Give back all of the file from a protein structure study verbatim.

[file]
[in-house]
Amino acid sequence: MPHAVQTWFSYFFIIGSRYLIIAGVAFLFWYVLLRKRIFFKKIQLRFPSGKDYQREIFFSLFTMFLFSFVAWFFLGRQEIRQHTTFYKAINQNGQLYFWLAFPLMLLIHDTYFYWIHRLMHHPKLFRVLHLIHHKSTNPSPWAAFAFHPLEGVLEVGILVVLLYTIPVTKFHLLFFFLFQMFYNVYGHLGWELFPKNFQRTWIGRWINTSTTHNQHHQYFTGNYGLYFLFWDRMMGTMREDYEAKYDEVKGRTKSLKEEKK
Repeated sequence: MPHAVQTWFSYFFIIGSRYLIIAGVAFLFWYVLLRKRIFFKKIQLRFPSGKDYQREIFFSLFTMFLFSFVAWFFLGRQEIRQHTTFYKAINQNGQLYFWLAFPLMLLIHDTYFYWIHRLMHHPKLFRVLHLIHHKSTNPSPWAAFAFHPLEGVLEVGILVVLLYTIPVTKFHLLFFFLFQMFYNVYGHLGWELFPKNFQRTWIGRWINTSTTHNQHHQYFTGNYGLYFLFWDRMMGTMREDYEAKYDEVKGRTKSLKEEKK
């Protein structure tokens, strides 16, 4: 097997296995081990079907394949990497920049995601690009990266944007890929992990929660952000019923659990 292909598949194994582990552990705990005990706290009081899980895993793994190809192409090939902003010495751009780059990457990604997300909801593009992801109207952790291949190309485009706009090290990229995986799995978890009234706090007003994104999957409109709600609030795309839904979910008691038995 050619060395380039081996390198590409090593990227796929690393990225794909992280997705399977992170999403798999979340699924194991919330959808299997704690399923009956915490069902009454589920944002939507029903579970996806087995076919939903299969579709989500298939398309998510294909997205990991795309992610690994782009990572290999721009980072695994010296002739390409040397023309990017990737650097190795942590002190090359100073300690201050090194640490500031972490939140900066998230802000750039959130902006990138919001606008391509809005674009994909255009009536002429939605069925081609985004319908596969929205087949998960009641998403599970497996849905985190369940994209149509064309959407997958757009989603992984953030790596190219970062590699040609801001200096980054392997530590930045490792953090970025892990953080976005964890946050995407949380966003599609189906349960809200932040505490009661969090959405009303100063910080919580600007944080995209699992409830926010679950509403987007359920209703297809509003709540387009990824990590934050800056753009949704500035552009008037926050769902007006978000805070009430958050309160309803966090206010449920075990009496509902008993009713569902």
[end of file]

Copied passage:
[in-house]
Amino acid sequence: MPHAVQTWFSYFFIIGSRYLIIAGVAFLFWYVLLRKRIFFKKIQLRFPSGKDYQREIFFSLFTMFLFSFVAWFFLGRQEIRQHTTFYKAINQNGQLYFWLAFPLMLLIHDTYFYWIHRLMHHPKLFRVLHLIHHKSTNPSPWAAFAFHPLEGVLEVGILVVLLYTIPVTKFHLLFFFLFQMFYNVYGHLGWELFPKNFQRTWIGRWINTSTTHNQHHQYFTGNYGLYFLFWDRMMGTMREDYEAKYDEVKGRTKSLKEEKK
Repeated sequence: MPHAVQTWFSYFFIIGSRYLIIAGVAFLFWYVLLRKRIFFKKIQLRFPSGKDYQREIFFSLFTMFLFSFVAWFFLGRQEIRQHTTFYKAINQNGQLYFWLAFPLMLLIHDTYFYWIHRLMHHPKLFRVLHLIHHKSTNPSPWAAFAFHPLEGVLEVGILVVLLYTIPVTKFHLLFFFLFQMFYNVYGHLGWELFPKNFQRTWIGRWINTSTTHNQHHQYFTGNYGLYFLFWDRMMGTMREDYEAKYDEVKGRTKSLKEEKK
């Protein structure tokens, strides 16, 4: 097997296995081990079907394949990497920049995601690009990266944007890929992990929660952000019923659990 292909598949194994582990552990705990005990706290009081899980895993793994190809192409090939902003010495751009780059990457990604997300909801593009992801109207952790291949190309485009706009090290990229995986799995978890009234706090007003994104999957409109709600609030795309839904979910008691038995 050619060395380039081996390198590409090593990227796929690393990225794909992280997705399977992170999403798999979340699924194991919330959808299997704690399923009956915490069902009454589920944002939507029903579970996806087995076919939903299969579709989500298939398309998510294909997205990991795309992610690994782009990572290999721009980072695994010296002739390409040397023309990017990737650097190795942590002190090359100073300690201050090194640490500031972490939140900066998230802000750039959130902006990138919001606008391509809005674009994909255009009536002429939605069925081609985004319908596969929205087949998960009641998403599970497996849905985190369940994209149509064309959407997958757009989603992984953030790596190219970062590699040609801001200096980054392997530590930045490792953090970025892990953080976005964890946050995407949380966003599609189906349960809200932040505490009661969090959405009303100063910080919580600007944080995209699992409830926010679950509403987007359920209703297809509003709540387009990824990590934050800056753009949704500035552009008037926050769902007006978000805070009430958050309160309803966090206010449920075990009496509902008993009713569902």